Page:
Pancharatnam Lecture

Stochastic Resetting

Speaker: Satya Majumdar (LPTMS, University of Paris-Saclay, France )

Date and time
RRI Auditorium


In this talk, I aim to give a pedagogical overview of the rapidly developing field of `stochastic resetting', relevant in many fields that typically involve a random search process. Stochastic resetting simply means interrupting the natural dynamics of a system at random times and reset the system back to its initial condition. This resetting move breaks  detailed balance and drives the system into a nonequilibrium stationary state. The approach to the stationary state is accompanied by an unusual ‘dynamical phase transition’. Moreover,  the mean first-passage time to a fixed target becomes a minimum at an optimal value of the resetting rate. This makes the diffusive search process more efficient. Recent experiments in optical traps have verified some of the theoretical predictions, but also have raised new interesting questions. Going beyond the classical regime, there have been recent developments in quantum resetting also. I hope to explain why stochastic resetting has emerged in recent years as an exciting field of research in nonequilibrium statistical physics. 

Panchratnam Poster

Satya N. Majumdar got his PhD in Physics in 1992 from the Tata Institute of Fundamental Research in Bombay, India. He did postdocs at AT&T Bell Labs (1993-1994) and Yale University (1995-1996). He was a faculty at Tata Institute (1997-1999) and was appointed as a CNRS scientist in 2000. Since 2004, he is at LPTMS (Université Paris-Saclay) as a CNRS Research Director. He is also an adjunct professor at the Tata Institute (Mumbai, India), Weizmann Institute (Rehovot, Israel), assocaite at the Higgs Centre of the University of Edinburgh, and a VAJRA-SERB fellow at the Raman Research Institute (Bangalore, India).He has served as a divisional associate editor of Physical Review Letters (2011-2013) and as a member of the editorial board of J. Phys. A, J. Stat. Mech. and J. Stat. Phys. He is a recipient of several national and international prizes including the Paul Langevin medal (2005) of the French Physical Society, Excellence award by the Tata Institute Alumni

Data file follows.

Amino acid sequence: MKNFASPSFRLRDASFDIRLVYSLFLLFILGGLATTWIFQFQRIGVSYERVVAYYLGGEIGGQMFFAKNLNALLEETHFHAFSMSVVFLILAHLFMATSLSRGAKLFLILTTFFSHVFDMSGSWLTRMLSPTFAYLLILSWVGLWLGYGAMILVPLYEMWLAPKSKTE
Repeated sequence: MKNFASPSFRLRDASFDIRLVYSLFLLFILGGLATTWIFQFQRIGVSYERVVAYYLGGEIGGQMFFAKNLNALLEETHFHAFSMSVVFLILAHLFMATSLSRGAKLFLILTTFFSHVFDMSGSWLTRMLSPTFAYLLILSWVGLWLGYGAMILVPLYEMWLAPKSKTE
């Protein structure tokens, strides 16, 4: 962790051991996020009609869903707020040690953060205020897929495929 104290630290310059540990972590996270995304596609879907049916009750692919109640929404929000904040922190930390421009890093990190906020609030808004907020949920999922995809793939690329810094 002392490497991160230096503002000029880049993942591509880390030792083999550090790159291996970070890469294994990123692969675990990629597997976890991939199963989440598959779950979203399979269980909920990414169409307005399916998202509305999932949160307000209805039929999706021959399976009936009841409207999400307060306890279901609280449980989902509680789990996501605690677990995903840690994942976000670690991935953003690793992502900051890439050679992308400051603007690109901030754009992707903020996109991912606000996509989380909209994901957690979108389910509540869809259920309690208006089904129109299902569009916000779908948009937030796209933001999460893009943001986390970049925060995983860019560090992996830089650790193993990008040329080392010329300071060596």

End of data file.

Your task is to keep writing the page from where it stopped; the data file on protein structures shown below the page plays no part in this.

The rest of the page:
Association (2009), European Physical Society (EPS) prize for Statistical and Nonlinear physics (2019), CNRS silver medal (2019) and the Gay Lussac-Humboldt prize (2019).
He has worked in a broad area of equilibrium and non-equilibrium statistical physics, including sandpile models and granular materials, transport in superconductors, phase ordering dynamics in out of equilibrium systems, persistence and first-passage properties in stochastic processes, interface growth problems, extreme value statistics, search problems in ecology and computer science, Brownian motion, active particles, random matrix theory and cold atoms.